After almost 50 years of searching, in early 2018, the famous Shelby Lil Red was located in Texas. Known to only a handful of car enthusiasts, the Lil Red was the long-lost Shelby prototype and a missing piece of the Shelby puzzle. Technically it wasn’t a barn find since the car was sitting out in the open, but still (via Auto Evolution).
So what makes this old Mustang so essential and this barn find so significant? Well, it was a special 1967 notchback model, loaned to Shelby American and fitted with numerous experimental parts and a supercharged 428 engine. The car was the development car of the famous California Special package. However, in the late ’60s, the car was gone, and everybody thought it was long gone. Thankfully, it wasn’t.
Colloquially called Daytona, the Ferrari 365 GTB/4 was an immensely important model for the factory. And it was also one of the most memorable Pininfarina designs from the ’60s. The car feature a race-bred 4.4-liter V12 engine with four camshafts, multiple carburetors, an independent rear suspension, and 352 HP. It also had a rear-mounted transaxle gearbox. Its combination of Ferrari technology and timeless Pininfarina styling resulted in the best-selling Ferrari to date. There were over 1,400 examples sold in its five-year production run (via CNN).
As one of the most accomplished classic Ferraris, it is unbelievable that one example had been sitting quietly for 40 years in Japan. The owner was very quiet about it. After his death, the car resurfaced in amazing condition but covered in decades worth of dust.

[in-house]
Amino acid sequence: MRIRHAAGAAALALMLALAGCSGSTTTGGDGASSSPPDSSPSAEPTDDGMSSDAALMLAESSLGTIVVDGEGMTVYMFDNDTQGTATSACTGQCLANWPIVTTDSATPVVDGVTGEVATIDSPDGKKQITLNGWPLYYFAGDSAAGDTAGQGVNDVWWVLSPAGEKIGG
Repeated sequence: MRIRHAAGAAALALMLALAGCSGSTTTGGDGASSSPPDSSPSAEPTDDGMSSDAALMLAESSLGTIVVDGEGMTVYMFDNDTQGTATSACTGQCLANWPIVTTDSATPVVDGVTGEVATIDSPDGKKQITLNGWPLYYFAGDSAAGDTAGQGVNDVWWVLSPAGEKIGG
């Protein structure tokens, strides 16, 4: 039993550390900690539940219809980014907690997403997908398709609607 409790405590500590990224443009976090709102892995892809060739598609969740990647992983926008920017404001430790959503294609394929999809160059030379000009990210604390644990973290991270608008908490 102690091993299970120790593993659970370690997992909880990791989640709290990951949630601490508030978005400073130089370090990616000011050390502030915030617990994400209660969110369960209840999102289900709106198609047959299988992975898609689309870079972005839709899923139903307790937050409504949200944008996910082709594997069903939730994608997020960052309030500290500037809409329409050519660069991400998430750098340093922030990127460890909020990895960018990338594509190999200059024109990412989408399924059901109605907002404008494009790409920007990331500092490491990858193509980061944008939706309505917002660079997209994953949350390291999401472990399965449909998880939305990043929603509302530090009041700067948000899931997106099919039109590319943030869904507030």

The Chevelle was always a very popular muscle car. Its combination of affordability, excellent design, and powerful engines was a hit with buyers. In 1970, Chevrolet offered an expanded line of engines, including the famous 454 V8 big blocks. The regular version was called the LS5. It was very powerful, but there was an even stronger LS6 variant. This was in just 3,700 cars. And only about 25 were convertibles (via Motor Trend).
This is the car to mention when you talk about the holy grail of muscle car culture. It is even more surprising that such an icon would spend decades in a barn under a heavy coat of dust. The original owner parked it in 1978 and forgot about it until recently when a muscle car enthusiast discovered it and got it running in no time.
A story about the 1937 Bugatti T57 S Atalante is crazy. This car was part of a private collection in England. The owner had numerous cars and was a prominent member of the classic car community. But this Bugatti was in hiding and no one knew it existed. Even his family had no clue that he owned the cars. However, after his death, they found one of the 17 Bugattis made in a shack in amazing original condition (via Auto Blog).
As one of the finest pre-war brands, Bugattis always fetch high prices at auctions. But the 57S Atalante, a gorgeous coupe powered by a straight-eight engine and covered with a beautiful body, is a true collector’s dream. This one found a new buyer for over $8.5 million. It could probably fetch a bit more if sold again. The wealthy customers held Bugatti’s exclusivity, performance, and unique engineering aspect in high regard, hence its extreme prices.
This Mercedes was arguably the first supercar in the world. It transcended the limits of the sports car class and went beyond design, power, and technology. Using space frame chassis, a fuel-injected straight-six engine, a host of components, and race-proven parts, Mercedes created a masterpiece with unusual opening doors and fantastic performance (via Hemmings).
A car like this one belongs in museums or even art galleries. However, one example spent days and years in a suburban garage in Santa Monica, under a pile of junk. The car was a graduation present and was purchased second-hand in 1971. It is one of only 29 made with an alloy body and semi-racing components. The owner drove it for a few years and parked it in the id-’70s. It was discovered 40 years later.